Four-phase plan keeps Legion post alive in Louisiana
American Legion Post 77 in Rayne, La., serves jambalaya at a local music event to raise money.

Four-phase plan keeps Legion post alive in Louisiana

American Legion Post 77 in Rayne, La., had to close its doors for a period of time during the COVID-19 pandemic and following damage incurred by Hurricane Laura in 2020. The closures impacted membership and community outreach, which went noticed by Rayne Mayor Chuck Robichaux. In effort to help the post remain open and active in Rayne, Robichaux reached out to friend and Louisiana National Guard and Army veteran Blaine Dupont for assistance. Dupont, who had experience hosting fundraising efforts to help organizations get back on their feet, joined Post 77 last year after attending a meeting. He then put together a four-phase plan called Operation Save the Legion that resulted in 15 new members and a revenue of $30,000 in seven months.

“I knew The American Legion existed, but I never really knew what The American Legion was about,” Dupont said. “Now that I’m a member, I know what it is about so my goal is to not let it die and to keep the Legion alive.”

The following four phases of Operation Save the Legion started in May 2022:

Phase 1: Membership drive. Dupont re-energized Post 77’s Facebook page to grow membership and educate the community of what the post was doing. “In the process of getting new members I had some that said, ‘Blaine, I didn’t remember we had an American Legion in Rayne.’ We were closed during COVID, we were closed during the hurricane. So nobody really posted (on Facebook) and people in town just forgot their American Legion.

“I post daily on our Facebook page. And I’m posting on about 12 different (Facebook) pages in our community when we have events. We post on all those community pages just to keep our faces out there.”  

Additionally, Lisa Soileaux with Rayne Acadian-Tribune Newspaper, attends Post 77’s general meetings to report what the post has planned. And next up is a membership drive dinner.

Phase 2: Selling advertising for the bar area. The post sold a $200 yearly sign sponsorship too local companies. A sign company in Rayne “graciously made their sponsorship by telling us ‘We will make every sign for you for free.’ This raised $6,000 right off the bat. That was an easy way to get us some income coming in to keep us alive.”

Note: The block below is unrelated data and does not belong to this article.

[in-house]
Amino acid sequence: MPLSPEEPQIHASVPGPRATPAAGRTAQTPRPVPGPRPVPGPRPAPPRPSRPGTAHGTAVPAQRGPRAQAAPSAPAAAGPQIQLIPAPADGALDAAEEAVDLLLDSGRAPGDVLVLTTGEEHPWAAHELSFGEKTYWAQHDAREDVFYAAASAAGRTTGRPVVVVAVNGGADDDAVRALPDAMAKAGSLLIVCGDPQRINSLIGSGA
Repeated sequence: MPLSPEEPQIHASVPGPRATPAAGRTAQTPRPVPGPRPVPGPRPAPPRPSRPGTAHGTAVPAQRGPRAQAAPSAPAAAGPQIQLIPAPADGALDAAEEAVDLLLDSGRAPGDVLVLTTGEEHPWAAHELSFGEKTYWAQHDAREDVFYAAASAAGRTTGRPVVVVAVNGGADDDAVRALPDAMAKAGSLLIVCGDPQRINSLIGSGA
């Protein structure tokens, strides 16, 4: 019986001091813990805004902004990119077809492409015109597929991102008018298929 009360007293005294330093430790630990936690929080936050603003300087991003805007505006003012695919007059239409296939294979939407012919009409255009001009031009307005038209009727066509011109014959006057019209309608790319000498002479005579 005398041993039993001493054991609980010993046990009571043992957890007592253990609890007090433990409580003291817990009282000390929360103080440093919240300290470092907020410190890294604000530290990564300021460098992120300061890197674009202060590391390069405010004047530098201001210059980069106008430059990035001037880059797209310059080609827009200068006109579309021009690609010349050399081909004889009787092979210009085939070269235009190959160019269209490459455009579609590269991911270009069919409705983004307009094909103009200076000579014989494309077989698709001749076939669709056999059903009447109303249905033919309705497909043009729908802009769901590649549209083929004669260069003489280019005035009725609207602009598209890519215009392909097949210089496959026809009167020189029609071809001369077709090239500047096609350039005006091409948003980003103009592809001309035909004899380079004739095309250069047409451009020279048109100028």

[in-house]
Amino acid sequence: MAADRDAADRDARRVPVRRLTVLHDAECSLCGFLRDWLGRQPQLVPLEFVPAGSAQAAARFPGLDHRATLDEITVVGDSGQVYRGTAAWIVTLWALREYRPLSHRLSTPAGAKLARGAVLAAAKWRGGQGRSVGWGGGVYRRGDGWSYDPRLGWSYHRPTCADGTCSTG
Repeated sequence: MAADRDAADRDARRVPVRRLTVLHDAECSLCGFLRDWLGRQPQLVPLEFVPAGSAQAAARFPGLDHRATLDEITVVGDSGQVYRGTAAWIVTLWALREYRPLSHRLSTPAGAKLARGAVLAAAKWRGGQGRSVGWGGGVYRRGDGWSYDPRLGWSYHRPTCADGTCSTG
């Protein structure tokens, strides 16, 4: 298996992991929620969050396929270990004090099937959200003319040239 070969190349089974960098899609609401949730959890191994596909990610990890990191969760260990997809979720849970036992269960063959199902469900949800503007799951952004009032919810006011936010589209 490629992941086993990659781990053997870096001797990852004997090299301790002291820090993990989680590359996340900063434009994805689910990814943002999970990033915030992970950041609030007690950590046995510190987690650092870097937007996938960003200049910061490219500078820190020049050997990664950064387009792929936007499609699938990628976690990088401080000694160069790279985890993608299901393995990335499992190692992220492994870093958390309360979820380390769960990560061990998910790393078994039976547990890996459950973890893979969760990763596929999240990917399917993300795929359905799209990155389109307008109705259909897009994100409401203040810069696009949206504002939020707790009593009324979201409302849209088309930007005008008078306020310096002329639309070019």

Phase 3: Raffle ticket drawing. Leading up to the month of December, Post 77 members sold 1,000 raffle tickets for $25 apiece. And each day in December, except for Christmas Day, and on Jan. 1, 2023, a raffle ticket was drawn and $250 was given away. Each ticket had a three-digit number, and the winning ticket was the same three-digit number drawn nightly by the Louisiana Lottery. After the printing of the tickets and money awarded, Post 77 made a $17,000 profit. “We sold every ticket. Our community was so graciously giving and bought tickets right off the bat.”

Phase 4: Bring live music nights back to the dance hall. On the first and third Saturday of the month, Post 77 has live music for families to enjoy. Tickets are $10, and kids 16 and under are free. The first Saturday features a local rock ‘n’ roll band and the third is a Cajun music band. “This past Saturday we had a record crowd of 150 people in our dance hall,” Dupont added< with the performing band being Donny Broussard and the Louisiana Stars. “I reached out to a couple of local businesses (to sponsor band night) and our bands for the third Saturday the rest of the year are almost all paid for. This past Saturday was 100 percent profit for us.”

Other events that have brought in a profit for Post 77 include booth space at a local radio station’s music festival in October, where post members made and sold jambalaya; and a pork cook-off on Veterans Day at the post to celebrate its centennial. And Dupont has also helped with repairs from the hurricane damage, added new lighting throughout the post home and installed glass display cases in the front entryway that showcase Post 77’s history and military memorabilia, among other things.

“A lot of the changes were small just to give it a family-friendly environment,” he said. “We want the kids to see what our heritage is about number one, and want them to see that the veterans, even after serving in the military, still serve our community and give back to the community.”

As Post 77’s now adjutant, historian, public relations officer and entertainment director for booking the bands, Dupont said that people thank him for what he’s done, but he’s quick to add that it’s not just him.

“On my side is my wife (Karen). My wife is with me every step of the way,” he said. “And everything that I do is an idea – I can implement the idea but without the help of the officers and the membership that we have, my idea is just an idea. So I always thank my fellow officers and my fellow members for helping me make the idea that I have succeed.”